Children are now coming from everywhere, it is 7 am in the morning. There is lively chatter especially in the lower children struggle in from their nearby homes, wearing uniforms, some have a container of food for the morning break. For most the stomach is empty and if they have eaten it is the food from the night before.
Schools has begun, the morning prayers have been said and the younger classes have started to recite some letters and numbers, others are turning in their homework. Rain is coming down by now, you can hear the patter on the iron sheets as they are called here, the wind is whipping the rain through the walls, the children move into the center of the classroom in order to avoid getting soaked as the rain comes in through the sides and open spaces near the roof. There is no electricity so no lights to illuminate the classrooms as heavy raincloud hang overhead.
In the classrooms, these children have a blackboard where the teacher can write in, may schools may not have one, but there are no text books, it is oral instruction and homework is given in on the blackboard for the younger children who copied it into their exercise books. There are some old, gilded posters on the walls, posters that have seen a better day, there are simply no learning tools, much less something like audiovisual tools for them.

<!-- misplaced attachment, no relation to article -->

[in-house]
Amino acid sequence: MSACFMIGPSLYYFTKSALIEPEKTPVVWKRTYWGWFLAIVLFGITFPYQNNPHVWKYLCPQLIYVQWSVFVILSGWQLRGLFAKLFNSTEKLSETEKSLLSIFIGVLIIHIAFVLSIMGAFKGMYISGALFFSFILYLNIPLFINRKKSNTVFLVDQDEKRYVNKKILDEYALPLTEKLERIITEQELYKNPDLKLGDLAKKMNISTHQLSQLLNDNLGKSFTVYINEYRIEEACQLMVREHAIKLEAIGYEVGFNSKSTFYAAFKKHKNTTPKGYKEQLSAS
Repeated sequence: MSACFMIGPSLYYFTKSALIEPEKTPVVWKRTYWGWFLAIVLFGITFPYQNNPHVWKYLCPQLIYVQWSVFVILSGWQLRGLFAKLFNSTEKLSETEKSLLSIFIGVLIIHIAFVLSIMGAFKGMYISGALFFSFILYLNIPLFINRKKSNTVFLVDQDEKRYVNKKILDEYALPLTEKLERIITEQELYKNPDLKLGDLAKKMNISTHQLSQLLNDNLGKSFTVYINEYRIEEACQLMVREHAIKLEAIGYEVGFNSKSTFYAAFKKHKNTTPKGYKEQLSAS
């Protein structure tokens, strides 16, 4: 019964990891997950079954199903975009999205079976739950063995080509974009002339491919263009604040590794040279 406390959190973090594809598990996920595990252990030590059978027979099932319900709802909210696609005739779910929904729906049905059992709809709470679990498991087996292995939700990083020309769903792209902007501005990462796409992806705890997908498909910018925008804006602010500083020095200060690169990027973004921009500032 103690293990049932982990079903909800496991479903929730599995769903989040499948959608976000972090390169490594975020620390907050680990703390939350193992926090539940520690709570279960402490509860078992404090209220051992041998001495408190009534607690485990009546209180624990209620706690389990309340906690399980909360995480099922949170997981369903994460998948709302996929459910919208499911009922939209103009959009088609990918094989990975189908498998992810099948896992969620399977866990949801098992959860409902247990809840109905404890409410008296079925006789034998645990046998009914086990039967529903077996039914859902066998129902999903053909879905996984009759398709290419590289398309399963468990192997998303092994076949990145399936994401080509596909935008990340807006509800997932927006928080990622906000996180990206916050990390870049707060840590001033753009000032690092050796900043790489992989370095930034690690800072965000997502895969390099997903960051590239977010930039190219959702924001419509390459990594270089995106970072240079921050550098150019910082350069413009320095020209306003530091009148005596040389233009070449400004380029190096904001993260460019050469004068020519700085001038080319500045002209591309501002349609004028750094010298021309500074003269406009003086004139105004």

The older children have a few textbooks which they place on the tables in front of them, but there is no money for a teacher for the sixth and seventh grade. Classes made up of mostly boys, the girls have dropped out in many cases for lack of money, it being deemed more of a necessity to educate boys than girls.
It is morning recess, those who have food and drink bring it out of the backpack, others may have 25 cents in Shillings and buy a Somoza for 15 cents and a fruit flavored drink for 5 cents. Others simply sit there hoping that those who brought something would share it. Aisha is sitting there with nothing, hoping, He teacher walks over and gives her a portion of her snack. Aisha is thankful and someday she wants to be a teachers helping children just like herself now.
It is also toilet time, children wait in long lines, each one a bit of toilet paper in their hand. Afterwards there is a small tank of water where they can wash their hands, but no soap. (40 percent of childhood diseases can be eliminated through proper hygiene, but if there is no money, there is no soap, and water costs 10 cents for a 20 liter jerry can)
There is no playground, so they improvise some games. There used to be a swing, but someone removed during Christmas break. It simply vanished.